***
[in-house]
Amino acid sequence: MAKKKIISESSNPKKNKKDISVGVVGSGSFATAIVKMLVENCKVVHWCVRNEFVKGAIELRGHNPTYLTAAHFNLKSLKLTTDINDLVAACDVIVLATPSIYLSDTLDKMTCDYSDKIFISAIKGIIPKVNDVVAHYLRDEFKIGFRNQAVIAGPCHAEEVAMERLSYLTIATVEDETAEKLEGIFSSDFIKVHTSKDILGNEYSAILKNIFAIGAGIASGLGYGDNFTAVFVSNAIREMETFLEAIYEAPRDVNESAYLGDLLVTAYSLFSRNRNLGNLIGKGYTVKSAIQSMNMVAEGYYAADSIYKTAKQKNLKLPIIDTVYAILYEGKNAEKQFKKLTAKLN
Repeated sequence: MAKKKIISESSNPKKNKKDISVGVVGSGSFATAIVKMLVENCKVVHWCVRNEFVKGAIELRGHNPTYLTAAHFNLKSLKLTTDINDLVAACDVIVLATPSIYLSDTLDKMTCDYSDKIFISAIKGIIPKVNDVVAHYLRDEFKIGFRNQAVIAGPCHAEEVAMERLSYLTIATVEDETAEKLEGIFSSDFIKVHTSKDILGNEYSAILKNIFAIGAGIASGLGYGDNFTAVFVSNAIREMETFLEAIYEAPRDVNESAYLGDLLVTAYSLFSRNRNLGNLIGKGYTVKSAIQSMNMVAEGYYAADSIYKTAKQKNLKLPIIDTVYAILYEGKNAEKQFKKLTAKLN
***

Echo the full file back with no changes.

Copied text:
[in-house]
Amino acid sequence: MAKKKIISESSNPKKNKKDISVGVVGSGSFATAIVKMLVENCKVVHWCVRNEFVKGAIELRGHNPTYLTAAHFNLKSLKLTTDINDLVAACDVIVLATPSIYLSDTLDKMTCDYSDKIFISAIKGIIPKVNDVVAHYLRDEFKIGFRNQAVIAGPCHAEEVAMERLSYLTIATVEDETAEKLEGIFSSDFIKVHTSKDILGNEYSAILKNIFAIGAGIASGLGYGDNFTAVFVSNAIREMETFLEAIYEAPRDVNESAYLGDLLVTAYSLFSRNRNLGNLIGKGYTVKSAIQSMNMVAEGYYAADSIYKTAKQKNLKLPIIDTVYAILYEGKNAEKQFKKLTAKLN
Repeated sequence: MAKKKIISESSNPKKNKKDISVGVVGSGSFATAIVKMLVENCKVVHWCVRNEFVKGAIELRGHNPTYLTAAHFNLKSLKLTTDINDLVAACDVIVLATPSIYLSDTLDKMTCDYSDKIFISAIKGIIPKVNDVVAHYLRDEFKIGFRNQAVIAGPCHAEEVAMERLSYLTIATVEDETAEKLEGIFSSDFIKVHTSKDILGNEYSAILKNIFAIGAGIASGLGYGDNFTAVFVSNAIREMETFLEAIYEAPRDVNESAYLGDLLVTAYSLFSRNRNLGNLIGKGYTVKSAIQSMNMVAEGYYAADSIYKTAKQKNLKLPIIDTVYAILYEGKNAEKQFKKLTAKLN